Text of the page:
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Thread: Foreign nationals serving in the RAF

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    Default Foreign nationals serving in the RAF

    During the war many men from occupied european countries served in the RAF, but did this require the consent of the head of that country's government in exile? What I am thinking of is a civilian individual with no known military affiliation (in this case a Czech national), arriving in the UK, undergoing a period of quarantine, then volunteering for military service.

    I've a feeling there may not be a simple answer, but I'm hoping there was some protocol.

    Brian

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    Brian
    I can only give you an answer from a Danish perspective. Denmark did not have a government in exile. Until 29 August 1943 the Danish government cooperated with the occupying German forces in the country.

    But on the initiative of the Danish Council in London (Danes in exile) and British authorities a Recruiting Office, Danish nationals was established in the fall of 1941. Until then Danish nationals volunteered on individual initiative and in some cases, according to them, they were turned downed as Danish.

    Following the establishment of the Recruiting Office, which was formally under British authority, I have a number of letters in which the Recruiting officer, Captain Iversen, testifies that "we, as Danish Council, have no claim on the military service of..." In addition they are often asked about different kinds of background information.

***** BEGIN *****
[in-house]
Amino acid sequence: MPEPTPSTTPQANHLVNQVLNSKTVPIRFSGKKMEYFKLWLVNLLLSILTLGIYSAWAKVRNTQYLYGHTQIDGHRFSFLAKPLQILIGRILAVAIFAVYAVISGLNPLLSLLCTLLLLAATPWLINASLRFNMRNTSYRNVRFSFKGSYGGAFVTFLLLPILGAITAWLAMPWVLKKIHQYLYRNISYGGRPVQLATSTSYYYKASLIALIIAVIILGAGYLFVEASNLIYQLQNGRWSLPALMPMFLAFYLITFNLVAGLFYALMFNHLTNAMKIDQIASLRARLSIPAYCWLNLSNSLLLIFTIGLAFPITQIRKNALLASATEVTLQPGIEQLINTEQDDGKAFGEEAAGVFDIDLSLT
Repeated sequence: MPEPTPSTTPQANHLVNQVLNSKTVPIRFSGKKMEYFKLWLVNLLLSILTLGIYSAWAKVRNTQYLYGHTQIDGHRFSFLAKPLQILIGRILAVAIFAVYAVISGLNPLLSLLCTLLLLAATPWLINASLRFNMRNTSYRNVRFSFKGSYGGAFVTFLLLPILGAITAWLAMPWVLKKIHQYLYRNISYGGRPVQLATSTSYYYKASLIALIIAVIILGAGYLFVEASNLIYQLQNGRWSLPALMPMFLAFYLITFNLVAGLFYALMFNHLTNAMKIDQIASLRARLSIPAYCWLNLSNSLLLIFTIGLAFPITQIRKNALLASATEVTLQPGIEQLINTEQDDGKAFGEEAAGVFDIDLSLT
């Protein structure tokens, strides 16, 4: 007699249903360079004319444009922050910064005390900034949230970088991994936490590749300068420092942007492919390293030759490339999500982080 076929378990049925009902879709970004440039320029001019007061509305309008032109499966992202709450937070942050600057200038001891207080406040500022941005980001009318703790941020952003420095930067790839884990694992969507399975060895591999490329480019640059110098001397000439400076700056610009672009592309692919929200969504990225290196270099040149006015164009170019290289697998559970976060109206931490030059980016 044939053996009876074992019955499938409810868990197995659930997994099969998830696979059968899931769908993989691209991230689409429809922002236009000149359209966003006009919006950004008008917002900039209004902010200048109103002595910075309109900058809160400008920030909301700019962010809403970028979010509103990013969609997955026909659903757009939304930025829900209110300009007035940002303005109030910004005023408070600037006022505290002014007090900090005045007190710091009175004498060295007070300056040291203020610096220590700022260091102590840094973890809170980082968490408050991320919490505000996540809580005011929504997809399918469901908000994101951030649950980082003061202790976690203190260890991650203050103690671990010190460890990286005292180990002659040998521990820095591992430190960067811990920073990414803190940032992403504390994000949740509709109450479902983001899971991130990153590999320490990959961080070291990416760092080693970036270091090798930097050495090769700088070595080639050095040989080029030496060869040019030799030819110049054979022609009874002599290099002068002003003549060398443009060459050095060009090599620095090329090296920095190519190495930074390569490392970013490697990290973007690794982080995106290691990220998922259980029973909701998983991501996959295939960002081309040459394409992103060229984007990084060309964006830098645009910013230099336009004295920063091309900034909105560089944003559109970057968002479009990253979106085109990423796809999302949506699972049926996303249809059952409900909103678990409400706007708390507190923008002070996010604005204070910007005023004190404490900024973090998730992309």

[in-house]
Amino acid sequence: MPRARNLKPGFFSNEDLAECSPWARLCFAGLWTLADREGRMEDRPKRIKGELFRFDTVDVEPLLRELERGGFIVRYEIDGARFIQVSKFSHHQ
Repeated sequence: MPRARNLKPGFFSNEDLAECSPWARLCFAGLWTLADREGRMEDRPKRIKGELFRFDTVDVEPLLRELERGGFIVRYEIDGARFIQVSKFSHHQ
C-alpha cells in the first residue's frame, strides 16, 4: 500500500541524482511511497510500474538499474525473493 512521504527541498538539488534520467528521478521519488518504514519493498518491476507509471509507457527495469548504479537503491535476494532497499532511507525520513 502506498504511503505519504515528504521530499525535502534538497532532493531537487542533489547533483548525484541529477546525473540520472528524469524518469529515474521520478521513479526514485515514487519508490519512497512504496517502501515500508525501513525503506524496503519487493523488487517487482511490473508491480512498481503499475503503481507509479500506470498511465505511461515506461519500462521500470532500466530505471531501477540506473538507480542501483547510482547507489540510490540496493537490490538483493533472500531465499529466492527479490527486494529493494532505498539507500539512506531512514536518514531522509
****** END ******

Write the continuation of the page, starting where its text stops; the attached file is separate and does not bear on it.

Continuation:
Hope this helps, even if I think this matter was rather country specific.

    Mikkel
    Britain's Victory, Denmark's Freedom. Danish Volunteers in Allied Air Forces During the Second World War
    fb.me/britainsvictorydenmarksfreedom
    danishww2pilots.dk - a resource on Danish aircrew during the Second World War

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    Brian

    there was a protocol in Czechoslovak cases, Czechoslovak volunteer needed permission of president Dr. E. Benes (head of Czechoslovak government in exike) to join RAF.
    In some cases Czechoslovak volunteers received this permission additionally after some period of service.
    I know one case, when RAF asked Czechoslovak volunteer for this permission in Combined Recruit Centre. He was civilian individual with no known military affiliation as in your matter.
    However, there are cases when Czechoslovak nationals served without this permission till the end of the ww2.

    it is a bit complicated answer, but if you provide me with the name of this Czech individual, I can help you more.

    hope this helps

    Milan
    Last edited by munro; 29th December 2012 at 13:13.

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    Many thanks Milan, I will email you.

    Brian

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    Hi Brian,
    Just a point to bear in mind: be very careful with the dates. I believe the man you are looking at came over from France in 1940, On the 21st July 1940, the Provisional Czechoslovak Government was recognised by the British Government but there was a de facto administration before that (based in Putney, London SW15) that had been 'acknowledged' in 1939 by both Britain and France. The status of the UK based government in exile evolved and grew stronger as more countries recognised it's authority, but 1940-41 was a time when rules were still being made.

    My impression (not that I can prove it), is that if a Czech wanted to get into one or other of the UK's armed services in 1940, he could provided he brought some skills with him. Why a Czech would prefer to join the RAF instead of throwing in his lot with his own services is another question.